Trump’s Tax Bill Has Cost Homeowners a Trillion Dollars | Fortune


In recent weeks, President Donald Trump has been talking about plans for, as he put it, a “very substantial tax cut for middle income folks who work so hard.”

But before Congress embarks on a new tax measure, people should consider one of the largely unexamined effects of the last tax bill, which Trump promised would help the middle class: Would you believe it has inflicted a trillion dollars of damage on homeowners—many of them middle class—throughout the country?

That massive number is the reduction in home values caused by the 2017 tax law that capped federal deductions for state and local real estate and income taxes at $10,000 a year and also eliminated some mortgage interest deductions.

The impact varies widely across different areas. Counties with high home prices and high real estate taxes and where homeowners have big mortgages are suffering the biggest hit, as you’d expect, given the larger value of the lost tax deductions. But as we’ll see, homeowners all over the country are feeling the effects.

Source: Trump’s Tax Bill Has Cost Homeowners a Trillion Dollars | Fortune

Double tipping points in 2019: When the world became mostly rich and largely old


The classic population pyramid (with many young and few old people) was typical only 100 years ago. Not anymore. The shape will soon look more like a rectangle, with age cohorts of approximately equal size stretching out to 80 years of life expectancy.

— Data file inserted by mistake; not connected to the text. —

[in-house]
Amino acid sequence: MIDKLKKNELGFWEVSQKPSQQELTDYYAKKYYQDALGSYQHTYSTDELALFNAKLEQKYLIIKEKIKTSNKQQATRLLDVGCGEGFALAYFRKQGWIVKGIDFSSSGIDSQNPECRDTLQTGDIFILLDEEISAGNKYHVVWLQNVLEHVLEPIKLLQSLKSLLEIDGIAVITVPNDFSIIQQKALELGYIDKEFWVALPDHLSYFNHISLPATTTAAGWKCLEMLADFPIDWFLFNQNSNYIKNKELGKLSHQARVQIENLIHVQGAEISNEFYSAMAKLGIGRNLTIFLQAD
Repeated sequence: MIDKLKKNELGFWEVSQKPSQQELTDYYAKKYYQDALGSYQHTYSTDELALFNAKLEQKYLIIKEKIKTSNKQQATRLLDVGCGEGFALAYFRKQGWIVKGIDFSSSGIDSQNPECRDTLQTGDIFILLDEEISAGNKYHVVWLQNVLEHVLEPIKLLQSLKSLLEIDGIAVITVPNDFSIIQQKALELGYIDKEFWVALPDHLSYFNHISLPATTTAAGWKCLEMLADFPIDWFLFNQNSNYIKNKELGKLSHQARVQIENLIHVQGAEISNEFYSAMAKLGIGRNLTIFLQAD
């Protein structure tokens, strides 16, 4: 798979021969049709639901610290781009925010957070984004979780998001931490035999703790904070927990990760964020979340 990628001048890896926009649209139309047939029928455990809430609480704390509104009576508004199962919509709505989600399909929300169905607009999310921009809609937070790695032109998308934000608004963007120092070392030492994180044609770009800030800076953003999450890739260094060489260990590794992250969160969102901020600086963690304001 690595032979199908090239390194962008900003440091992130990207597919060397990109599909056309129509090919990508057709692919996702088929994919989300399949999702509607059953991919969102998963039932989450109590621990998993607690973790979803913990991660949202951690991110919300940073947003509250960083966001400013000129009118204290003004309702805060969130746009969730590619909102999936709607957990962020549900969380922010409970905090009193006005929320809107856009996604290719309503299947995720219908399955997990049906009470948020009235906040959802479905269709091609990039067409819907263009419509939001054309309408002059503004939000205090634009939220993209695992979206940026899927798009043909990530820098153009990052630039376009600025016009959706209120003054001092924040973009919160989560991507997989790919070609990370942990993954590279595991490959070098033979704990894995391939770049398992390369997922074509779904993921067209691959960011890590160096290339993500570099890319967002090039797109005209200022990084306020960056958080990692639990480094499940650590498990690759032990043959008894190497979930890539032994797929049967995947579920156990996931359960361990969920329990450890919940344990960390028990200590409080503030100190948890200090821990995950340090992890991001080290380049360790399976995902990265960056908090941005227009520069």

These demographic shifts are also reshaping the perception of age. Historically, until about 2000 years ago, humans only lived for 30 years, which was also the typical lifespan of a forager in the Savannah.

But since the beginning of modern economic growth, sometime between 1850 and 1950 depending on the country, lifespans started to increase rapidly across the world. But because of the pattern of demographic change, with young cohorts expanding more rapidly than older cohorts, most people were in their formative years—children, teenagers, young and mobile.

Those who were married, with a steady job and a settled lifestyle were in the minority. This has now changed.

For the first time ever, there are as many people over the age of 30 as under the age of 30, a tipping point that has profound implications for the global economy.

Source: Double tipping points in 2019: When the world became mostly rich and largely old

For a few dollars more: global funds take on FX risk | Reuters


Some European and Japanese bond investors are taking on more currency risk by buying dollar debt without protecting themselves against potentially devastating exchange rate swings as they seek ways to compensate for sub-zero yields at home.

A fund manager in Germany can buy 10-year U.S. Treasuries that offer minimal credit risk at yields of up to 1.6%, more than 2 percentage points more than for German Bunds.

Source: For a few dollars more: global funds take on FX risk – Reuters

Rising old used car prices help push poor Americans over the edge | Reuters


For America’s working poor, an often essential ingredient for getting and keeping a job – having a car – has rarely been more costly, and millions of people are finding it impossible to keep up with payments despite prolonged economic growth and low unemployment.